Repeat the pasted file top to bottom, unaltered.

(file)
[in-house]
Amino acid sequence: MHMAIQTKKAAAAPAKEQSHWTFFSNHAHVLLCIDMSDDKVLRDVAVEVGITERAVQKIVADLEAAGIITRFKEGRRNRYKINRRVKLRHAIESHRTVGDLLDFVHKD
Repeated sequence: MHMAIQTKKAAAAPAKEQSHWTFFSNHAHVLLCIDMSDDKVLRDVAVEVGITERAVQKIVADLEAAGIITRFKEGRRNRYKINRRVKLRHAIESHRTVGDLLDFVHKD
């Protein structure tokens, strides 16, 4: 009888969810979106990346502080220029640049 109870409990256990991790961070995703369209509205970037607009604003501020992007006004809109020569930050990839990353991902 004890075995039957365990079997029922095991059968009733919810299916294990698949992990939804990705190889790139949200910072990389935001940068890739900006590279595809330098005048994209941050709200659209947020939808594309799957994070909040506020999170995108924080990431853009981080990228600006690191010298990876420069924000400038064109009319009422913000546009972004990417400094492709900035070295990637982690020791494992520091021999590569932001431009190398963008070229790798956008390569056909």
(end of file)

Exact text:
[in-house]
Amino acid sequence: MHMAIQTKKAAAAPAKEQSHWTFFSNHAHVLLCIDMSDDKVLRDVAVEVGITERAVQKIVADLEAAGIITRFKEGRRNRYKINRRVKLRHAIESHRTVGDLLDFVHKD
Repeated sequence: MHMAIQTKKAAAAPAKEQSHWTFFSNHAHVLLCIDMSDDKVLRDVAVEVGITERAVQKIVADLEAAGIITRFKEGRRNRYKINRRVKLRHAIESHRTVGDLLDFVHKD
């Protein structure tokens, strides 16, 4: 009888969810979106990346502080220029640049 109870409990256990991790961070995703369209509205970037607009604003501020992007006004809109020569930050990839990353991902 004890075995039957365990079997029922095991059968009733919810299916294990698949992990939804990705190889790139949200910072990389935001940068890739900006590279595809330098005048994209941050709200659209947020939808594309799957994070909040506020999170995108924080990431853009981080990228600006690191010298990876420069924000400038064109009319009422913000546009972004990417400094492709900035070295990637982690020791494992520091021999590569932001431009190398963008070229790798956008390569056909």